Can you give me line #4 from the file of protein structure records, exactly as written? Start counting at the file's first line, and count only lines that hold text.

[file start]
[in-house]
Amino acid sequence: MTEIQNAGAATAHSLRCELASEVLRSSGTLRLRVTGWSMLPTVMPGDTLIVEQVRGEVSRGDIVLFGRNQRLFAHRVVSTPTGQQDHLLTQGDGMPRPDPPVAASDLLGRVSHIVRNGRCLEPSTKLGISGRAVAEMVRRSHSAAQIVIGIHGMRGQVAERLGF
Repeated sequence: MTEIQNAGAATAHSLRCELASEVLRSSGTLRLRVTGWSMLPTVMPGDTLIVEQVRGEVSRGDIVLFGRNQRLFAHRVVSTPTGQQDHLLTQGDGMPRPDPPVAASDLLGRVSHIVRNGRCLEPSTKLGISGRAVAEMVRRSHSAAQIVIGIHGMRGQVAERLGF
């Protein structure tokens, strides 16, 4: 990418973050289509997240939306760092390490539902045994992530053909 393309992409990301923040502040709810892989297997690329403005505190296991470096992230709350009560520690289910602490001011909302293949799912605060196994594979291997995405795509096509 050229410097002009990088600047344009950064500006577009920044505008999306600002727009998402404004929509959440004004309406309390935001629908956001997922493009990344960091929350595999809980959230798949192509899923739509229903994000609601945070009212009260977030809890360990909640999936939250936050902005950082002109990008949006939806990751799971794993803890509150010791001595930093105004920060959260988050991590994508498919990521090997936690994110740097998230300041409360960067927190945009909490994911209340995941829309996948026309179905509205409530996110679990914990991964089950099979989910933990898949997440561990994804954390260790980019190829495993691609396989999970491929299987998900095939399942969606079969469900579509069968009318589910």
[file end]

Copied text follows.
């Protein structure tokens, strides 16, 4: 990418973050289509997240939306760092390490539902045994992530053909 393309992409990301923040502040709810892989297997690329403005505190296991470096992230709350009560520690289910602490001011909302293949799912605060196994594979291997995405795509096509 050229410097002009990088600047344009950064500006577009920044505008999306600002727009998402404004929509959440004004309406309390935001629908956001997922493009990344960091929350595999809980959230798949192509899923739509229903994000609601945070009212009260977030809890360990909640999936939250936050902005950082002109990008949006939806990751799971794993803890509150010791001595930093105004920060959260988050991590994508498919990521090997936690994110740097998230300041409360960067927190945009909490994911209340995941829309996948026309179905509205409530996110679990914990991964089950099979989910933990898949997440561990994804954390260790980019190829495993691609396989999970491929299987998900095939399942969606079969469900579509069968009318589910």